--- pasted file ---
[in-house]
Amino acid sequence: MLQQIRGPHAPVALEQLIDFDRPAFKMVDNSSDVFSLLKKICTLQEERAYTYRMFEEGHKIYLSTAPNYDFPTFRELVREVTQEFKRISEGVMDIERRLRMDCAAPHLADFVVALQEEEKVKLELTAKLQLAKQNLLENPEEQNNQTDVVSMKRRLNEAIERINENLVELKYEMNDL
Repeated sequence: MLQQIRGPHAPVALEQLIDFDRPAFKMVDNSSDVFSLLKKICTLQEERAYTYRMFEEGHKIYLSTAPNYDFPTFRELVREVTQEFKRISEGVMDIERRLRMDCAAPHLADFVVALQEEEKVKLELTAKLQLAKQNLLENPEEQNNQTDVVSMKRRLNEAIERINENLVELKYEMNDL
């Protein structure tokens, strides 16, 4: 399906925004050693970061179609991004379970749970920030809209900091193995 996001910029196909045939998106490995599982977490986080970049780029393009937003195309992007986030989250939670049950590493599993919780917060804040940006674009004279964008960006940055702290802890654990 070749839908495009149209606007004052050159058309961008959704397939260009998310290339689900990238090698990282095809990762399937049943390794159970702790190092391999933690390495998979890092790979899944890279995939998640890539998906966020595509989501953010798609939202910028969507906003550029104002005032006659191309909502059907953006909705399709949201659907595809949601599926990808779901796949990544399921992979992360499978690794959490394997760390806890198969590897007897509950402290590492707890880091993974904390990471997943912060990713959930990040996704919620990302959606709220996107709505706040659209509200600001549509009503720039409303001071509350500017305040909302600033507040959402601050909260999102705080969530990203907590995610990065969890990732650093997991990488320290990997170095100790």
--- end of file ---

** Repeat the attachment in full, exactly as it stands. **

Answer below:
[in-house]
Amino acid sequence: MLQQIRGPHAPVALEQLIDFDRPAFKMVDNSSDVFSLLKKICTLQEERAYTYRMFEEGHKIYLSTAPNYDFPTFRELVREVTQEFKRISEGVMDIERRLRMDCAAPHLADFVVALQEEEKVKLELTAKLQLAKQNLLENPEEQNNQTDVVSMKRRLNEAIERINENLVELKYEMNDL
Repeated sequence: MLQQIRGPHAPVALEQLIDFDRPAFKMVDNSSDVFSLLKKICTLQEERAYTYRMFEEGHKIYLSTAPNYDFPTFRELVREVTQEFKRISEGVMDIERRLRMDCAAPHLADFVVALQEEEKVKLELTAKLQLAKQNLLENPEEQNNQTDVVSMKRRLNEAIERINENLVELKYEMNDL
């Protein structure tokens, strides 16, 4: 399906925004050693970061179609991004379970749970920030809209900091193995 996001910029196909045939998106490995599982977490986080970049780029393009937003195309992007986030989250939670049950590493599993919780917060804040940006674009004279964008960006940055702290802890654990 070749839908495009149209606007004052050159058309961008959704397939260009998310290339689900990238090698990282095809990762399937049943390794159970702790190092391999933690390495998979890092790979899944890279995939998640890539998906966020595509989501953010798609939202910028969507906003550029104002005032006659191309909502059907953006909705399709949201659907595809949601599926990808779901796949990544399921992979992360499978690794959490394997760390806890198969590897007897509950402290590492707890880091993974904390990471997943912060990713959930990040996704919620990302959606709220996107709505706040659209509200600001549509009503720039409303001071509350500017305040909302600033507040959402601050909260999102705080969530990203907590995610990065969890990732650093997991990488320290990997170095100790």